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May 1954


Author Affiliations

From the Contagious Division of the General Hospital and Departments of Pediatrics and Otolaryngology of the University of Cincinnati.

AMA Arch Otolaryngol. 1954;59(5):571-574. doi:10.1001/archotol.1954.00710050583008

THE IMMEDIATE concern in any case of acute poliomyelitis is the treatment and management of two systems, namely, the cardiovascular and the respiratory. It is through the involvement of these systems that death ensues, even though the actual pathology may be confined to the central nervous system. As stated by Plum and Wolff1:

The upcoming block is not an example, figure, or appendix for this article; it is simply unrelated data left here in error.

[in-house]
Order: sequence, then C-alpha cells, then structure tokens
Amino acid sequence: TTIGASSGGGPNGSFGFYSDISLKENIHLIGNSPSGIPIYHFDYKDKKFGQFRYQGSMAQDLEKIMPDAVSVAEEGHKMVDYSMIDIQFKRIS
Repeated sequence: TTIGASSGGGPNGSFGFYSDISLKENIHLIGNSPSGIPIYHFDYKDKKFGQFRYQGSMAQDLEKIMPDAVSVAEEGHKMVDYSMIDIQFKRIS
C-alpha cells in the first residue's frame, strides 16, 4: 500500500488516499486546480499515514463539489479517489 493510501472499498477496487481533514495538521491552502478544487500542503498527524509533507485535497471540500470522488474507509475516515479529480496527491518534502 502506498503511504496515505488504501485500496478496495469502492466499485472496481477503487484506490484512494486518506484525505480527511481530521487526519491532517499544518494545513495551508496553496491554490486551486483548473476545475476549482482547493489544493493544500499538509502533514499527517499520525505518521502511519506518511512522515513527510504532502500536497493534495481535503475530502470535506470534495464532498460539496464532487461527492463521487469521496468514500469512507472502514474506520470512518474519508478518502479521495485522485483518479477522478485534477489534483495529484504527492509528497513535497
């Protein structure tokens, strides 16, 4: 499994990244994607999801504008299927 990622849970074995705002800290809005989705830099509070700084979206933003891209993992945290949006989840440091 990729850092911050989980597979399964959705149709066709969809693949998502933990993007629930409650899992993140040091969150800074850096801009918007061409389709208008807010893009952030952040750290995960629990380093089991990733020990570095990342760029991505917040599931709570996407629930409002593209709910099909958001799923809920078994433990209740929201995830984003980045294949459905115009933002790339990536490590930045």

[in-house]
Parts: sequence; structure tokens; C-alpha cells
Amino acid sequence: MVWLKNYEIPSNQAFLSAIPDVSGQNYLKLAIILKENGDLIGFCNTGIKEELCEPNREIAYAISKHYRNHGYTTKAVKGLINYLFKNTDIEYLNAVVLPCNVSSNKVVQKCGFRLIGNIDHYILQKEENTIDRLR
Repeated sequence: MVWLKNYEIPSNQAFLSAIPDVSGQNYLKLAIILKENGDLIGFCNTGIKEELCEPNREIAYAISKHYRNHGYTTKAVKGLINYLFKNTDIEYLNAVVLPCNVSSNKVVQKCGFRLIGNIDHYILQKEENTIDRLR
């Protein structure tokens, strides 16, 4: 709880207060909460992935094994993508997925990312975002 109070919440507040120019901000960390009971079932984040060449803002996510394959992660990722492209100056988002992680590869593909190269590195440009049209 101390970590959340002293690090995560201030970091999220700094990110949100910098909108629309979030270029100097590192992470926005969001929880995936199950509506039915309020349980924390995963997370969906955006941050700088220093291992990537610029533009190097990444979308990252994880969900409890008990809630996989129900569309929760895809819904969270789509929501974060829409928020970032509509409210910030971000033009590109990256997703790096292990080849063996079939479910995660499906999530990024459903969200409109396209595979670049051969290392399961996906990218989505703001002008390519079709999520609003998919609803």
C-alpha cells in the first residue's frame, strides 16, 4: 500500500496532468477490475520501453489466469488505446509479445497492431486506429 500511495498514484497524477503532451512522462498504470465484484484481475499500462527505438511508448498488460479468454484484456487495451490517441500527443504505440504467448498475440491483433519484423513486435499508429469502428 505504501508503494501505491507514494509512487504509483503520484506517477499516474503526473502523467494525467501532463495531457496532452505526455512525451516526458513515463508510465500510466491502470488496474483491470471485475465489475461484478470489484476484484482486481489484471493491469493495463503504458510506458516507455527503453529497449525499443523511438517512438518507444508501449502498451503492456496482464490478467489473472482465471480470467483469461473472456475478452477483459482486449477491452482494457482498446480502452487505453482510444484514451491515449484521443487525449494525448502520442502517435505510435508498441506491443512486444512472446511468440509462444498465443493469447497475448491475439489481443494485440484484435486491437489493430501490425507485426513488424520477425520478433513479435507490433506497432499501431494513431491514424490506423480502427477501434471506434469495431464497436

In our experience, arrhythmias and shock due to failure of neurogenic cardiovascular regulation proved unresponsive to therapeutic measures, such as administration of the digitalis glycosides or phenylephrine (neo-synephrine®) and parenteral injection of fluids. In contrast to the discouraging prognosis offered by circulatory failure, the ill effects of respiratory insufficiency could often be prevented or reversed, and therefore the maintenance of a physiologic respiratory exchange was given primary attention.

Most of the signs, characterizing what we will later refer to as the encephalitic type, could and probably do result from hypoxia (low oxygen tension) and hypercapnia (high

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